NPV vs IRR
Every business comes across a number of decisions to be made on a daily basis regarding making investments in different projects. However, making these investments requires a huge analysis and consideration of a number of things. The projects are not definitely one off and are neither taken for a day or two; in fact the matter is of years. In a situation where there is a huge time period involved the time value of money takes the lead. However, apart from the time value of money there are numerous other matters as well that are required to be considered like risk, cash flows and discount rates.
When it comes to the project appraisals there a number of techniques to be used, however the two most commonly used techniques are Net Present Value and Internal Rate of Return.
Net Present Value
Net Present Value technique is a highly used technique for appraisal of the different business investments and projects. The Net Present Value is the difference between the initial investment made in the project and the present value of future cash flows being discounted at the required rate of return on investment. While computing the Net Present Value the initial investment, all cash inflows and outflows, and discount rate are being taken into consideration and the result generated by this technique the most reliable one.
Internal Rate of Return
Apart from the Net Present Value, the Internal Rate of Return is also a technique which is used to appraise the projects for investment. However, the Internal Rate of Return is the rate of interest at which the Net Present Value of the cash flows expected to be generated from the projects turns equal to 0.
Which one is a Better Choice: NPV or IRR
Both the techniques being discussed above are used very commonly for appraising different upcoming projects. However, both of them also have their own advantages as well as limitations. Considering the comparison of the Net Present Value and Internal Rate of Return we can see that the Net Present Value technique turn out to be more reliable as the discount rate used by Internal Rate of Return is constant for all projects. This limitation on the part of Internal Rate of Return where simplifies the calculation process turns out to be ineffective when it comes to evaluating two investment opportunities.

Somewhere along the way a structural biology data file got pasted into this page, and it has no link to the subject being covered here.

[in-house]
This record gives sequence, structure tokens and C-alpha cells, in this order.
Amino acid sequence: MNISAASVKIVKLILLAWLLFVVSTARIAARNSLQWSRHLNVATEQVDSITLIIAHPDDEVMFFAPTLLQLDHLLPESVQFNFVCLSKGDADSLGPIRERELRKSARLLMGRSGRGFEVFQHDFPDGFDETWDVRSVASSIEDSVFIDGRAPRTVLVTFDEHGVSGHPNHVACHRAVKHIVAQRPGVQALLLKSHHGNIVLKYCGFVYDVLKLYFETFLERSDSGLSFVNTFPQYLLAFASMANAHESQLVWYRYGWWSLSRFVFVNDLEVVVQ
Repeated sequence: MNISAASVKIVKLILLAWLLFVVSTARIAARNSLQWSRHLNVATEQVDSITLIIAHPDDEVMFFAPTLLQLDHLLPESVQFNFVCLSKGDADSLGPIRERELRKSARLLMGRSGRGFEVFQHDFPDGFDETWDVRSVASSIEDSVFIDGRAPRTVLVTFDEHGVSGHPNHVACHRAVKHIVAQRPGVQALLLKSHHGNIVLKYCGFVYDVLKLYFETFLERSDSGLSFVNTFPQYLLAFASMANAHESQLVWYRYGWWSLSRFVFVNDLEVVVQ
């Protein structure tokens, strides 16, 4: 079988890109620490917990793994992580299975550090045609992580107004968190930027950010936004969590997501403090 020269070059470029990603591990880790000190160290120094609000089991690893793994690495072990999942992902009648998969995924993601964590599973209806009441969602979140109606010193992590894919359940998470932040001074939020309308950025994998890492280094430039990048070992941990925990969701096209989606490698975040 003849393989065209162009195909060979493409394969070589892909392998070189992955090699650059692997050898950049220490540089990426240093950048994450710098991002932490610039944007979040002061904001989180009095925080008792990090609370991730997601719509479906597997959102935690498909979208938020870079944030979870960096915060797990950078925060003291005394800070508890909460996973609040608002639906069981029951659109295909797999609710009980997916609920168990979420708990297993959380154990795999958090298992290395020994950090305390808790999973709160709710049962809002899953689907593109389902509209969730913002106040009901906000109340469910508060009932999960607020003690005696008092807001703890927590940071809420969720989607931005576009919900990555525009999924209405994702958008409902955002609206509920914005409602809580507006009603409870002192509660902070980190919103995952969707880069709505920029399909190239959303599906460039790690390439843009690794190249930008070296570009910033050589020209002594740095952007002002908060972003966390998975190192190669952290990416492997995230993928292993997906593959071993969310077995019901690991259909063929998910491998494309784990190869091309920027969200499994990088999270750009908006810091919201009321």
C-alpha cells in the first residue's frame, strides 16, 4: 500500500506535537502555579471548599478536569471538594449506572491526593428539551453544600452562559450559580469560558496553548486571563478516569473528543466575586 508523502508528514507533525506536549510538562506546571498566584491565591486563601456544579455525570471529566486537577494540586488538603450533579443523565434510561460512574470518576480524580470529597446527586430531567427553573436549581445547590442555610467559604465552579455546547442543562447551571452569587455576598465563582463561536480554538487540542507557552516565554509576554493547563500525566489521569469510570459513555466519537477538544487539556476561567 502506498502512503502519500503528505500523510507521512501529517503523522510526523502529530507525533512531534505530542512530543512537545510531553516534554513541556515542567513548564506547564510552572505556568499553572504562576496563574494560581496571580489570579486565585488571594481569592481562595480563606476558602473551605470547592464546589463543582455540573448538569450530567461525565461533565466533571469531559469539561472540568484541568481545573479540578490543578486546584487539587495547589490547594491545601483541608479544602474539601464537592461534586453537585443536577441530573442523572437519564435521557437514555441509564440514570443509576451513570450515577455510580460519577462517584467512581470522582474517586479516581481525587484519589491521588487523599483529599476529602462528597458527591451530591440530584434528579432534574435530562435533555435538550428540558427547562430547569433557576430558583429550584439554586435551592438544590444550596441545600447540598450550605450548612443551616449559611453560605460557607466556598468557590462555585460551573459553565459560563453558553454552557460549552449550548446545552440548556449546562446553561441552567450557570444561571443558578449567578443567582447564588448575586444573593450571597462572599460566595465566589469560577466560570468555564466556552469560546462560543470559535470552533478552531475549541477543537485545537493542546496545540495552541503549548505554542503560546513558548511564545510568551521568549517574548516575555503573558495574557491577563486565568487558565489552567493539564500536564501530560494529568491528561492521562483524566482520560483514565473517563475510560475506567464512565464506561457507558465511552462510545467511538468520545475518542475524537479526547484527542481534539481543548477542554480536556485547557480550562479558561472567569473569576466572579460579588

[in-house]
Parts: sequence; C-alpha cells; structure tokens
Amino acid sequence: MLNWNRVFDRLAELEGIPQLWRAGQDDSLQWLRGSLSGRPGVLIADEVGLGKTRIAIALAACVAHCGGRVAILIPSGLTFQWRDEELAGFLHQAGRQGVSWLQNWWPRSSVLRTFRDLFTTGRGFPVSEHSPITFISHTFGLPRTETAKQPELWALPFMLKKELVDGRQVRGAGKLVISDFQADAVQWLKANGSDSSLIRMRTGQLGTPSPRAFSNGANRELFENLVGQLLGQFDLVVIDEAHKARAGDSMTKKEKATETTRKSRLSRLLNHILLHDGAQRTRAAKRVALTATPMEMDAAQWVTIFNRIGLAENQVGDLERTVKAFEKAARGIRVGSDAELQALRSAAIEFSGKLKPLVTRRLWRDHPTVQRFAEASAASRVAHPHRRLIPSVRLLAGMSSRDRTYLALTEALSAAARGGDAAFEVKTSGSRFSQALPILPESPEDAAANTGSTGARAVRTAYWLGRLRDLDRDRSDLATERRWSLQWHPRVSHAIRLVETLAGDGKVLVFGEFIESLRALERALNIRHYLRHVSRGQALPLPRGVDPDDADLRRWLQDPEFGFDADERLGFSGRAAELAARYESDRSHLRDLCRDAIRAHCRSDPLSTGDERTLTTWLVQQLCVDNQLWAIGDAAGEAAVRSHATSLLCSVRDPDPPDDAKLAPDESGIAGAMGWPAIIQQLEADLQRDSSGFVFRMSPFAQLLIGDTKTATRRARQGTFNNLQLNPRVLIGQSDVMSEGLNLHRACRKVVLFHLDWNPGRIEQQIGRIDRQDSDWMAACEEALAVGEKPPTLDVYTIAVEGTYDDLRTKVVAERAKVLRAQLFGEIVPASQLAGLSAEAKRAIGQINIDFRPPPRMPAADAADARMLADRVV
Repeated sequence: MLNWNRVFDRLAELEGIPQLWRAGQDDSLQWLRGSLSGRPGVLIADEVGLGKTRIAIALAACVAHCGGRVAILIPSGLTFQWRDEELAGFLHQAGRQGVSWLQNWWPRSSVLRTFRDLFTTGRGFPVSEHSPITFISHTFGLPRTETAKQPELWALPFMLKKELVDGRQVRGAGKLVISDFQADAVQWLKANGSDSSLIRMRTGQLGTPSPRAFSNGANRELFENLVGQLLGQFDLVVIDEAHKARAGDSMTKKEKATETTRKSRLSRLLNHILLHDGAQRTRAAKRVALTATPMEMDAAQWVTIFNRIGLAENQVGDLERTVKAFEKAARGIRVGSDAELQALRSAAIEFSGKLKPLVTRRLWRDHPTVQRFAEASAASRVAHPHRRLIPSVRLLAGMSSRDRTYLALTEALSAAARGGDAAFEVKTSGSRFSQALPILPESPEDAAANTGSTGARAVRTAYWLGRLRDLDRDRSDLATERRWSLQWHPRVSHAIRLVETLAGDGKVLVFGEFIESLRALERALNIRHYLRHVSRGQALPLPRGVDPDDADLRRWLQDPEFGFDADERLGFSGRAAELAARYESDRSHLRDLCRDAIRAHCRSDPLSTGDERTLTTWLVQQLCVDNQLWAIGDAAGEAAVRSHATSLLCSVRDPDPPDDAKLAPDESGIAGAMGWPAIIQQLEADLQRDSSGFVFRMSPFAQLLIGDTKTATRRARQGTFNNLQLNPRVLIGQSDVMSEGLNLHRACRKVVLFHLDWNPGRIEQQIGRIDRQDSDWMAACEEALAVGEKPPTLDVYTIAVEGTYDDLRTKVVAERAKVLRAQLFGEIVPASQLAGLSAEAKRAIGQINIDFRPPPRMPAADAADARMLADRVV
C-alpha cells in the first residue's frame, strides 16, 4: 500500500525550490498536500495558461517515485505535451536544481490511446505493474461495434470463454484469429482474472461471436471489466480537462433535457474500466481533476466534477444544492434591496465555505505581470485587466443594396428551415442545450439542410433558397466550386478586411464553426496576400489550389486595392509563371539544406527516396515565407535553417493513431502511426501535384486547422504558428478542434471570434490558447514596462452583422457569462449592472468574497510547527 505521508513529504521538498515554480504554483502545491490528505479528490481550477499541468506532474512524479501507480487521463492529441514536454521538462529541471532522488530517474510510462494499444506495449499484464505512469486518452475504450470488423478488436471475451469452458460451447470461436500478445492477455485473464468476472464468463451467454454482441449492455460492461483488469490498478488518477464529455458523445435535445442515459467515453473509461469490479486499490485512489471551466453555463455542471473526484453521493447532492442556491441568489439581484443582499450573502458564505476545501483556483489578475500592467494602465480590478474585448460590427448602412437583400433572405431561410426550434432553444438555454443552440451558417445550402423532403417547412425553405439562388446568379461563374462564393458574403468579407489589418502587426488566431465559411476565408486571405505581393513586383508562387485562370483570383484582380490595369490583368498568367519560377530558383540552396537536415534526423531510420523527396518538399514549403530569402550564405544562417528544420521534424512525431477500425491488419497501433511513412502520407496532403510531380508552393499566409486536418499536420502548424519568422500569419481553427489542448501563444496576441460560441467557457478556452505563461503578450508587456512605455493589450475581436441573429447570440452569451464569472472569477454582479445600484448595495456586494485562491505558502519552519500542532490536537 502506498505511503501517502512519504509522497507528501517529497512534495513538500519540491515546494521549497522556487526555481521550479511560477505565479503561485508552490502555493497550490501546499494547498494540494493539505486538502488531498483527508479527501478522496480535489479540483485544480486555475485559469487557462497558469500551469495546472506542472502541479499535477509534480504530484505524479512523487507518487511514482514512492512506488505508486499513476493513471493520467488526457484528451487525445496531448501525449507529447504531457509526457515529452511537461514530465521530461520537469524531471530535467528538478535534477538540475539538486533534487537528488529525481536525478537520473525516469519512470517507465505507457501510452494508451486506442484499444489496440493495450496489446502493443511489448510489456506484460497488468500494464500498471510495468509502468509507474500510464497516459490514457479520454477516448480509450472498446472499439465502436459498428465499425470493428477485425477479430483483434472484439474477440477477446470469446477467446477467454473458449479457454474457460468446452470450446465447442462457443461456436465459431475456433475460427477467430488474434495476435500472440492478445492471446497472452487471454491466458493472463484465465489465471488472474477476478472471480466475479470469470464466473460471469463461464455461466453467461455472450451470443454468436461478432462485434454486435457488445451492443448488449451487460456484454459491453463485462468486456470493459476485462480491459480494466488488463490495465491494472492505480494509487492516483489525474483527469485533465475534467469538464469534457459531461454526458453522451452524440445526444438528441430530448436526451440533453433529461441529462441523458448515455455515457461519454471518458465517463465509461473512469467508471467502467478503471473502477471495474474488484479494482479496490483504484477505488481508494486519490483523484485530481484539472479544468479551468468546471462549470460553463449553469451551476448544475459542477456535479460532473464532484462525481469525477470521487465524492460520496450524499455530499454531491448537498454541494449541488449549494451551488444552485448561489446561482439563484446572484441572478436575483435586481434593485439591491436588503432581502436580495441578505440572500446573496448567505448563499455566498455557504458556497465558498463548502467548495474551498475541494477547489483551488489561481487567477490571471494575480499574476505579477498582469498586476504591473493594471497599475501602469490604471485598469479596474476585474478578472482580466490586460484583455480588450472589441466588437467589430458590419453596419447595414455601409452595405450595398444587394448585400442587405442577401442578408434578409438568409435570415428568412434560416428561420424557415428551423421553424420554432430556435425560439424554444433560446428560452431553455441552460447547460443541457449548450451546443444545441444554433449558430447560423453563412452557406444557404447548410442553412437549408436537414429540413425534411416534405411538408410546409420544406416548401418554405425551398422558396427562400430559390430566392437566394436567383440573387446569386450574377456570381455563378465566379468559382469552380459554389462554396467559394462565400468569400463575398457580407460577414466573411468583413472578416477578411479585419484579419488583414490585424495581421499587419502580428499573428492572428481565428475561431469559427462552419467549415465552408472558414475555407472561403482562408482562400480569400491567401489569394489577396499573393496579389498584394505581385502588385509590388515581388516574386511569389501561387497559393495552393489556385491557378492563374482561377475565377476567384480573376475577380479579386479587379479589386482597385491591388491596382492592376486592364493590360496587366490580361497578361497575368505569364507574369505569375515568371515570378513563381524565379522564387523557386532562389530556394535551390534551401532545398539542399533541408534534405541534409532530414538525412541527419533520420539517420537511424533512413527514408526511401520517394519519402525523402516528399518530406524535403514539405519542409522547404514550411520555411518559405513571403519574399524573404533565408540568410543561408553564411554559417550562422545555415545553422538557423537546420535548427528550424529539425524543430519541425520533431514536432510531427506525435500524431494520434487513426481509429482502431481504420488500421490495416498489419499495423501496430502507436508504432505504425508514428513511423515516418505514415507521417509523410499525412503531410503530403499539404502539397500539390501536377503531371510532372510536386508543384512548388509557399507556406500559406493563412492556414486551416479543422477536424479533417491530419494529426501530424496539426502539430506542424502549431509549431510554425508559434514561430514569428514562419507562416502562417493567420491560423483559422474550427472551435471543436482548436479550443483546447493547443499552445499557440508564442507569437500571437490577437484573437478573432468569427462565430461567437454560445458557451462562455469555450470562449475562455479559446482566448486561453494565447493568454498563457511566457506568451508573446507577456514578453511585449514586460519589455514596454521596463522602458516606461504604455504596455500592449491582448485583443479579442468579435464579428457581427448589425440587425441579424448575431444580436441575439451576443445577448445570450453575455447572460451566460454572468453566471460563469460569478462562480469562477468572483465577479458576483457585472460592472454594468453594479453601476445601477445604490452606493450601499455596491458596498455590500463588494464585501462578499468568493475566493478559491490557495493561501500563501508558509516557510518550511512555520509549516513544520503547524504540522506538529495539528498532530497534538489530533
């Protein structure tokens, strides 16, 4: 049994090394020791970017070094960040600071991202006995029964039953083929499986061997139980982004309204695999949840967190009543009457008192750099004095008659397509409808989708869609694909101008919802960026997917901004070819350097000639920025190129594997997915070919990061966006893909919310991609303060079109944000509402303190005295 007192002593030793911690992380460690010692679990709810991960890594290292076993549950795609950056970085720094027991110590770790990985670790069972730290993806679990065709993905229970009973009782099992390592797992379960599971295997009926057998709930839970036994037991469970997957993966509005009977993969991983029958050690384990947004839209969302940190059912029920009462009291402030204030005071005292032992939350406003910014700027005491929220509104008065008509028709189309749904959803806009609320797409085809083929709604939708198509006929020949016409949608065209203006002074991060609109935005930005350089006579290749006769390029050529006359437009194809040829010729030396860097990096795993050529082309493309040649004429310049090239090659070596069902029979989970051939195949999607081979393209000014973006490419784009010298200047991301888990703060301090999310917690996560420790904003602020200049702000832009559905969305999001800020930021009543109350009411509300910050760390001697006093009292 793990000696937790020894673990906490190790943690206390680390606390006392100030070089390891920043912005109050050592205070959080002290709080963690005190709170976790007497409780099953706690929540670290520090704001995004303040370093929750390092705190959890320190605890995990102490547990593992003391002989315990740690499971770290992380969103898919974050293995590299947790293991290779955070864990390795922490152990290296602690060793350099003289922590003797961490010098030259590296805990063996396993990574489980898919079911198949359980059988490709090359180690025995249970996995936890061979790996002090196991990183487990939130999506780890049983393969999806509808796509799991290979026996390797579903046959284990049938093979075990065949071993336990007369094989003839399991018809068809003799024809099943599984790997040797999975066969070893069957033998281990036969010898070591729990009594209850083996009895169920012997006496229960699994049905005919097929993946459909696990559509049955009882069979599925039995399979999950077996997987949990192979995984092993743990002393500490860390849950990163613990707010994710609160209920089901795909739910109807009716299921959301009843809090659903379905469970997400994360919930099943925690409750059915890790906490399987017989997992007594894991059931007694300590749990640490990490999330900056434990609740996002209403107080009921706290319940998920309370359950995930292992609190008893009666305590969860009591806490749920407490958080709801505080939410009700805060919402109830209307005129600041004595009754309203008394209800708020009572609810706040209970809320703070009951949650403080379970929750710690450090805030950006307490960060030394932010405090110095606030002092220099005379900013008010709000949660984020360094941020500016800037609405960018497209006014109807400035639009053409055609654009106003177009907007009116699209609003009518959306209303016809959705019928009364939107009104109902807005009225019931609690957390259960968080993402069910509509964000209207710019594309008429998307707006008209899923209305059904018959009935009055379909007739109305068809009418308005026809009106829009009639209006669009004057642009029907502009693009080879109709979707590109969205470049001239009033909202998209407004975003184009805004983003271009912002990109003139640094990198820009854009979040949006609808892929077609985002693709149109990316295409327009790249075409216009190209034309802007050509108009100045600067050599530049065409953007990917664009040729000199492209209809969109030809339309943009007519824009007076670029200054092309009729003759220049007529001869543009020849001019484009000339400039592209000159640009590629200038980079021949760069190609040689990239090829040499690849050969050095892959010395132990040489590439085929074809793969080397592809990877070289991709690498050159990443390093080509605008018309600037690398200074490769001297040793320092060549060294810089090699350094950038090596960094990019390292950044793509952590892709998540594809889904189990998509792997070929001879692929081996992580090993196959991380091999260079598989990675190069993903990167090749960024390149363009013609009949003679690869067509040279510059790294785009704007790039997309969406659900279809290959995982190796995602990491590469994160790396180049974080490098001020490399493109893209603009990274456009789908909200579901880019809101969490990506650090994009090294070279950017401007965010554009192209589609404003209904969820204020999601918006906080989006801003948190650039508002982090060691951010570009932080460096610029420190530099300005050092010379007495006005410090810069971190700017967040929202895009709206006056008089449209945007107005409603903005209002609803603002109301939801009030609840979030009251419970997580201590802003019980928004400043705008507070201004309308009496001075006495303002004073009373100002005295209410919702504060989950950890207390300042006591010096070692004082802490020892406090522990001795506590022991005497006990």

Every project you analyze is not always the one with similar cash flows and similar risks, whereas the discount rate needs to incorporate the changing trends and the risks and uncertainties as well. Therefore analyzing every investment opportunity with one single rate of discount is a vague approach. This limitation on the part of the Internal Rate of Return makes it a little weaker choice. Unless a number of modifications are being made to the Internal Rate of Return it does not tend to incorporate the changing discounts rates, moreover the projects with multiple mixture of positive as well as negative cash flows are also not evaluated appropriately with this technique.
However, the most preferable choice as well as the most commonly used is the Net Present Value technique that despite of having its own limitations offers reliable results due to its versatility.